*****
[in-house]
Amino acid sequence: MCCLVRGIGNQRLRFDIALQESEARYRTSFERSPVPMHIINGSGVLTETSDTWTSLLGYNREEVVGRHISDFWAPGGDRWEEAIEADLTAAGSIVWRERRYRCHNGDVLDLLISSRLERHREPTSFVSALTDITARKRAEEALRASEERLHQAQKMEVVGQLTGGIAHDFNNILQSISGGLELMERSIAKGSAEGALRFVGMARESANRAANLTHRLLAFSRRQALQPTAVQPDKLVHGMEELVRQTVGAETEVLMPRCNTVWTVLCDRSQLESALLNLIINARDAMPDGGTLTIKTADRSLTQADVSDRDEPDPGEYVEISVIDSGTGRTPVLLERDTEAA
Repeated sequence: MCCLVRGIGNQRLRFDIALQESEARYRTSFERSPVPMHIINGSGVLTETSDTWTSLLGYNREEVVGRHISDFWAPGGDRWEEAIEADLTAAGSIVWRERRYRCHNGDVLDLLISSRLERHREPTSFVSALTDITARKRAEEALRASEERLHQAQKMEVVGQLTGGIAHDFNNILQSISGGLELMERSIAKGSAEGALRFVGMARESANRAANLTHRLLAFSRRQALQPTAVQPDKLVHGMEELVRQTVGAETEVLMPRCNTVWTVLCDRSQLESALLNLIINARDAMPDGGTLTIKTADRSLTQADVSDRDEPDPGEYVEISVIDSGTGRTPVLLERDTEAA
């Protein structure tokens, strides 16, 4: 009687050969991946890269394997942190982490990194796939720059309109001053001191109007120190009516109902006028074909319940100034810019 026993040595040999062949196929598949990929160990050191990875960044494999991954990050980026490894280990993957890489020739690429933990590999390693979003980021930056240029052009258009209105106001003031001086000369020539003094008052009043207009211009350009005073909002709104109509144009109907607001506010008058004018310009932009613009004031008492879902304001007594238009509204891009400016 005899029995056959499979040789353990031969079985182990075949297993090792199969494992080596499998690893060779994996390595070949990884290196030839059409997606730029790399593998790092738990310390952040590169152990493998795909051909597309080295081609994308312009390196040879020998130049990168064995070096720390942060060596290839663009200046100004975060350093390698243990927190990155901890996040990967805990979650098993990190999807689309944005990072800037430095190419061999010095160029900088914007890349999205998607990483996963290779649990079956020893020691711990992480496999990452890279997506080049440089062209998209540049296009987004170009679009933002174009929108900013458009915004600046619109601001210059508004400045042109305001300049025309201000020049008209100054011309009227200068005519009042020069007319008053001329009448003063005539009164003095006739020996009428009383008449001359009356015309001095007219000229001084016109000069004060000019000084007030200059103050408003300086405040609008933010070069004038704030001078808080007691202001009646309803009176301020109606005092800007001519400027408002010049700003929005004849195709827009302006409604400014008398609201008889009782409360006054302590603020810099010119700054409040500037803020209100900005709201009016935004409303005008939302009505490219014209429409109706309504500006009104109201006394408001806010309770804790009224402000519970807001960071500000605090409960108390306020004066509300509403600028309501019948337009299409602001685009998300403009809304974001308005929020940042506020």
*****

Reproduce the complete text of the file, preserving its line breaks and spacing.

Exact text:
[in-house]
Amino acid sequence: MCCLVRGIGNQRLRFDIALQESEARYRTSFERSPVPMHIINGSGVLTETSDTWTSLLGYNREEVVGRHISDFWAPGGDRWEEAIEADLTAAGSIVWRERRYRCHNGDVLDLLISSRLERHREPTSFVSALTDITARKRAEEALRASEERLHQAQKMEVVGQLTGGIAHDFNNILQSISGGLELMERSIAKGSAEGALRFVGMARESANRAANLTHRLLAFSRRQALQPTAVQPDKLVHGMEELVRQTVGAETEVLMPRCNTVWTVLCDRSQLESALLNLIINARDAMPDGGTLTIKTADRSLTQADVSDRDEPDPGEYVEISVIDSGTGRTPVLLERDTEAA
Repeated sequence: MCCLVRGIGNQRLRFDIALQESEARYRTSFERSPVPMHIINGSGVLTETSDTWTSLLGYNREEVVGRHISDFWAPGGDRWEEAIEADLTAAGSIVWRERRYRCHNGDVLDLLISSRLERHREPTSFVSALTDITARKRAEEALRASEERLHQAQKMEVVGQLTGGIAHDFNNILQSISGGLELMERSIAKGSAEGALRFVGMARESANRAANLTHRLLAFSRRQALQPTAVQPDKLVHGMEELVRQTVGAETEVLMPRCNTVWTVLCDRSQLESALLNLIINARDAMPDGGTLTIKTADRSLTQADVSDRDEPDPGEYVEISVIDSGTGRTPVLLERDTEAA
């Protein structure tokens, strides 16, 4: 009687050969991946890269394997942190982490990194796939720059309109001053001191109007120190009516109902006028074909319940100034810019 026993040595040999062949196929598949990929160990050191990875960044494999991954990050980026490894280990993957890489020739690429933990590999390693979003980021930056240029052009258009209105106001003031001086000369020539003094008052009043207009211009350009005073909002709104109509144009109907607001506010008058004018310009932009613009004031008492879902304001007594238009509204891009400016 005899029995056959499979040789353990031969079985182990075949297993090792199969494992080596499998690893060779994996390595070949990884290196030839059409997606730029790399593998790092738990310390952040590169152990493998795909051909597309080295081609994308312009390196040879020998130049990168064995070096720390942060060596290839663009200046100004975060350093390698243990927190990155901890996040990967805990979650098993990190999807689309944005990072800037430095190419061999010095160029900088914007890349999205998607990483996963290779649990079956020893020691711990992480496999990452890279997506080049440089062209998209540049296009987004170009679009933002174009929108900013458009915004600046619109601001210059508004400045042109305001300049025309201000020049008209100054011309009227200068005519009042020069007319008053001329009448003063005539009164003095006739020996009428009383008449001359009356015309001095007219000229001084016109000069004060000019000084007030200059103050408003300086405040609008933010070069004038704030001078808080007691202001009646309803009176301020109606005092800007001519400027408002010049700003929005004849195709827009302006409604400014008398609201008889009782409360006054302590603020810099010119700054409040500037803020209100900005709201009016935004409303005008939302009505490219014209429409109706309504500006009104109201006394408001806010309770804790009224402000519970807001960071500000605090409960108390306020004066509300509403600028309501019948337009299409602001685009998300403009809304974001308005929020940042506020």